Featured Research

from universities, journals, and other organizations

Sharpening focus in quantum photolithography

Date:
December 17, 2013
Source:
Springer
Summary:
Photolithography uses light beams to design thin geometric patterns on the substrates of semiconductors used in microelectronic devices. This is achieved using a chemical reaction on a light-sensitive chemical, called photoresist. The trouble is that the phenomenon of light diffraction does not permit highly accurate patterns. Now, a scientist has developed a quantum lithography protocol designed to improve the resolution of this technology.

A new protocol makes it possible to improve the accuracy of photolithography by addressing its physical limitations

Photolithography uses light beams to design thin geometric patterns on the substrates of semiconductors used in microelectronic devices. This is achieved using a chemical reaction on a light-sensitive chemical, called photoresist. The trouble is that the phenomenon of light diffraction does not permit highly accurate patterns. Often, the edges of stripes have low contrast, and the distances between the stripes and the stripes' width are limited by what is referred to as Rayleigh's diffraction limit.

Now, a scientist from Russia has developed a quantum lithography protocol designed to improve the resolution of this technology. The findings of George Miroshnichenko, a physicist at Saint Petersburg National Research University of Information Technologies, Mechanics and Optics, have just been published in EPJ D.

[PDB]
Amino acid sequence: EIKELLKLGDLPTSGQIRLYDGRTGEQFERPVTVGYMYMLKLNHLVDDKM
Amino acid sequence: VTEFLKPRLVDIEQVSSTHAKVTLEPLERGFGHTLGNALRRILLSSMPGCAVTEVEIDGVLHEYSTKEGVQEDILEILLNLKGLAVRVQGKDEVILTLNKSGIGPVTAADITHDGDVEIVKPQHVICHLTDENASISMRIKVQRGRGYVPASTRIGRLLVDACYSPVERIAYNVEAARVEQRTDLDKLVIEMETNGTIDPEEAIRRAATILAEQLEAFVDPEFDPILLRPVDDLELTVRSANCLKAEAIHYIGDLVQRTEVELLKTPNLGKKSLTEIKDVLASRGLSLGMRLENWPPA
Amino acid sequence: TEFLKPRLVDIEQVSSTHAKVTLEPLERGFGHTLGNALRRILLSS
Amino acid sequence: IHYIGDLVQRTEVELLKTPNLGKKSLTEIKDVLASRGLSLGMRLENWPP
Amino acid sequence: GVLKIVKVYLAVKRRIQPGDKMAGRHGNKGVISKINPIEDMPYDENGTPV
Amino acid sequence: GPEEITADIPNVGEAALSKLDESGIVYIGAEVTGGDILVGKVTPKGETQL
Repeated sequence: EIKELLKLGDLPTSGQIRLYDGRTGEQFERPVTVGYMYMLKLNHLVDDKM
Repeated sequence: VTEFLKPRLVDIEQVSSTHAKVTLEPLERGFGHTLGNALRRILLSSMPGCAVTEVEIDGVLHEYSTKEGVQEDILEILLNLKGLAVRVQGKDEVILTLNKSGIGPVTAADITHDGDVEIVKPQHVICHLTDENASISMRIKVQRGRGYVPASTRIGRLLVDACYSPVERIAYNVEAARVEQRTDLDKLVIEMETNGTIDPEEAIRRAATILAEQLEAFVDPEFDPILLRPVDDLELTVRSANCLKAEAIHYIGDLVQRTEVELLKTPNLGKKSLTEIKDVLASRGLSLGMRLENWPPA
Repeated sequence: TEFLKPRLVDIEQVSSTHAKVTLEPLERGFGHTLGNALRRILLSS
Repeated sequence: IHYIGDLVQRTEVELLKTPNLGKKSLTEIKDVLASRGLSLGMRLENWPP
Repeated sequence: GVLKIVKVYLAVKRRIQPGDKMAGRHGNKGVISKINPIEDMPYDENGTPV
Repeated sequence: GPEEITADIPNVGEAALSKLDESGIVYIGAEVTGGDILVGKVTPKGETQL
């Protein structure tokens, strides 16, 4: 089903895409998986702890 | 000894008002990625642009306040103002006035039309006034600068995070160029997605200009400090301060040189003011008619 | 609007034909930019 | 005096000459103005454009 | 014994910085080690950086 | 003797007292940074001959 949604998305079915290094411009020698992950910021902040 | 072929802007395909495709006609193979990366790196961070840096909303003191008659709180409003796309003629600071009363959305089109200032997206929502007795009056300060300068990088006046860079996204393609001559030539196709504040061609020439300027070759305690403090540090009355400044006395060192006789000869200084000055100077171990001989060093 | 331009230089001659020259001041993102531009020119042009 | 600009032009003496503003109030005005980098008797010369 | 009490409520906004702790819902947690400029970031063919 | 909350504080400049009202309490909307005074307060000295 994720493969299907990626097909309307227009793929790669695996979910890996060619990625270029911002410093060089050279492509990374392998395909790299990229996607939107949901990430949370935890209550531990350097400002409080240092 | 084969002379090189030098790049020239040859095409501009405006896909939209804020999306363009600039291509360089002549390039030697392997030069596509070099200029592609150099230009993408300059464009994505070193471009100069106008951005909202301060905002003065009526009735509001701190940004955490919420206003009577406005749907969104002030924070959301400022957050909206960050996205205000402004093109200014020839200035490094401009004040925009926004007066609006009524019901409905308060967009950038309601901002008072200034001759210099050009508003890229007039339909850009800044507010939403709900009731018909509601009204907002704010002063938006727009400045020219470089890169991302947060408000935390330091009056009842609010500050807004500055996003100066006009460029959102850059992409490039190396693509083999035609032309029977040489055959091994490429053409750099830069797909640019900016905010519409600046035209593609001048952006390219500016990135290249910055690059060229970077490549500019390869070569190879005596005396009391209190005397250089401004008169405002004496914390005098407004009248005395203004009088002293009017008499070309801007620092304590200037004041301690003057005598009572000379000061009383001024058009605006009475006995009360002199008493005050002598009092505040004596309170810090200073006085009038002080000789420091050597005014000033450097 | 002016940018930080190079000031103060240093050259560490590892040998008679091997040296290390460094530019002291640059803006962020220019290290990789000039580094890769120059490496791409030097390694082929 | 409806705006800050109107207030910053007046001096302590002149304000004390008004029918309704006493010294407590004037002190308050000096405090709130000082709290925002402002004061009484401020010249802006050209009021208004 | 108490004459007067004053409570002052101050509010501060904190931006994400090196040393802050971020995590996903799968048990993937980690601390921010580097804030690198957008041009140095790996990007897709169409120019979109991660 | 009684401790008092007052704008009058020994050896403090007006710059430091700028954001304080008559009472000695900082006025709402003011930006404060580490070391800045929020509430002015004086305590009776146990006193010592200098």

Until now, quantum lithograph protocols have been based on multi-photon absorption. This means that the frequency of the incoming light needed to be several times smaller than the frequency required for the absorption of a single photon, to trigger the absorption of multiple photons by the photoresist. As a result, this approach requires a higher wavelength, and produces lower resolution.

Instead, Miroshnichenko establishes the formula for the probability of a single -- and no longer multiple -- photon transition from a bound state of a quantum system to a state of continuous spectrum, using the so-called Markov approximation. This makes it possible to select the exposure time and the beam's intensity to obtain a narrow stripe in the photoresist on the substrate. Thus, in negative photoresist, this protocol can be used to create a stripe with a width equal to half the wavelength and high-contrast edges. For positive photoresist, thin stripes can be formed on the substrate with a width that is substantially smaller than the wavelength, but the distance between these stripes is equal to half the wavelength.


Story Source:

The above story is based on materials provided by Springer. Note: Materials may be edited for content and length.


Journal Reference:

  1. G. P. Miroshnichenko. Quantum lithography on bound-free transitions. The European Physical Journal D, 2013; 67 (12) DOI: 10.1140/epjd/e2013-40586-2

Cite This Page:

Springer. "Sharpening focus in quantum photolithography." ScienceDaily. ScienceDaily, 17 December 2013. <www.sciencedaily.com/releases/2013/12/131217104411.htm>.